Many Clostridia use H2 to generate acetate, so we explored the metagenomic data to test whether the clostridial hydrogenases (Figure 6) are potentially encoded by acetogens. Acetogens and methanogens utilize the Wood–Ljungdahl (also known as reductive acetyl-CoA) pathway for carbon fixation, and the key enzyme acetyl-CoA synthase (ACS) is unique to that pathway (Ragsdale and Pierce, 2008). To investigate the potential for anaerobic carbon fixation via the Wood–Ljungdahl pathway in the Tablelands springs and Lost City chimneys, we conducted a tblastn search for ACS sequences in our metagenomes. The phylogenetic relationships among the three WHC2b shotgun sequencing reads and two Lost City shotgun sequencing reads with potential ACS homologs are displayed in Figure A2 in Appendix. All three WHC2b sequences cluster with the ACS of Dethiobacter alkaliphilus, a H2-oxidizing autotrophic Clostridia that can use acetate as a carbon source but not as an energy source (Sorokin et al., 2008). To our knowledge, there is no published evidence that D. alkaliphilus can carry out acetogenesis. The KEGG annotation of its genome available at the DOE Joint Genome Institute’s IMG database (Markowitz et al., 2008) indicates the presence of at least three additional homologs required for the Wood–Ljungdahl pathway, but it is unclear whether a complete pathway for acetogenesis is present. The ACS of Moorella thermoacetica, a known thermophilic acetogen (Pierce et al., 2008), has 60% identity and 78% similarity over 161 amino acid residues with shotgun read WHC2b.JXG7G. The Lost City sequences, by contrast, group with methanogen ACS sequences (Figure A2 in Appendix). Methanosarcinales-related archaea are known to dominate the anoxic interiors of Lost City chimney biofilm communities (Schrenk et al., 2004), but methanogen sequences are rare in this Lost City metagenomic dataset, presumably because it is derived from more oxidized, exterior portions of the chimney (Brazelton et al., 2006; Brazelton and Baross, 2010).
Potential for H2-Fueled Carbon Fixation by Burkholderiales
The metagenomic and phylogenetic data presented above indicate that Betaproteobacteria belonging to order Burkholderiales are potentially important primary producers adapted to the extreme conditions of the Tablelands springs. Their potential for H2 oxidation is indicated by the diversity of uptake [NiFe]-hydrogenase sequences (Figure 5) in the WHC2b spring, which are absent in the TLE spring. Their potential for carbon fixation is indicated by the presence of gene clusters encoding carbon monoxide dehydrogenase (CODH) and Rubisco in the largest WHC2b contig (WHC2b.C1; Figure 4). The phylogenies of the [NiFe]-hydrogenases, CODH, and 16S rRNA sequences in WHC2b contigs indicate close relationships with Hydrogenophaga species and Ralstonia eutropha (now Cupriavidus necator). These organisms are facultatively autotrophic; i.e., they only utilize H2 or fix carbon when organic carbon is unavailable (Willems et al., 1989; Schwartz et al., 2009). Therefore, further characterization of the physiology of these organisms and their access to organic matter in the Tablelands springs is required to estimate their contribution to primary production. Furthermore, all Hydrogenophaga and Ralstonia species are aerobic or facultatively anaerobic, so the corresponding organisms at the Tablelands and Lost City are likely to inhabit oxic–anoxic transition zones where they have access to both H2 and oxygen. Both of these systems feature strong oxygen gradients between the atmosphere and spring water (at the Tablelands) and between oxygenated seawater and hydrothermal fluid (at Lost City), so there is potential in each system for organisms to utilize both H2 and oxygen.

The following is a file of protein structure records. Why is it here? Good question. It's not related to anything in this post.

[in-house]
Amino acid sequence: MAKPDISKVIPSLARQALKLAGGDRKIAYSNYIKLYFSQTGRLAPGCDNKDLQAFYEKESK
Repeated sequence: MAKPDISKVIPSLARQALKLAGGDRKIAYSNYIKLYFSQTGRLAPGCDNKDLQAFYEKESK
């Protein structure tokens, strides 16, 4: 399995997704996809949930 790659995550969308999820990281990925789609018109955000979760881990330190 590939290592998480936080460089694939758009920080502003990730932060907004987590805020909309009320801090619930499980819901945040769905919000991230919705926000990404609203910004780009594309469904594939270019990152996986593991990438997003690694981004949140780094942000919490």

It is unclear whether the TLE spring also hosts H2-fueled carbon fixation. Although a Burkholderiales 16S rRNA sequence was identified in a metagenomic contig from TLE and automated taxonomy classifiers identify many Burkholderiales-related sequences in the TLE metagenome (MG-RAST and TaxSOM, data not shown), no hydrogenases were detected in TLE. The absence of hydrogenases could be due to a combination of lower abundance of Burkholderiales in TLE and lower sequencing depth of the TLE metagenome compared to WHC2b. It is also possible that the Burkholderiales species in TLE have lost their hydrogenase genes, which may have resulted from the loss of the plasmid potentially represented by contig WHC2b.C1, as discussed above in the description of Figure 4.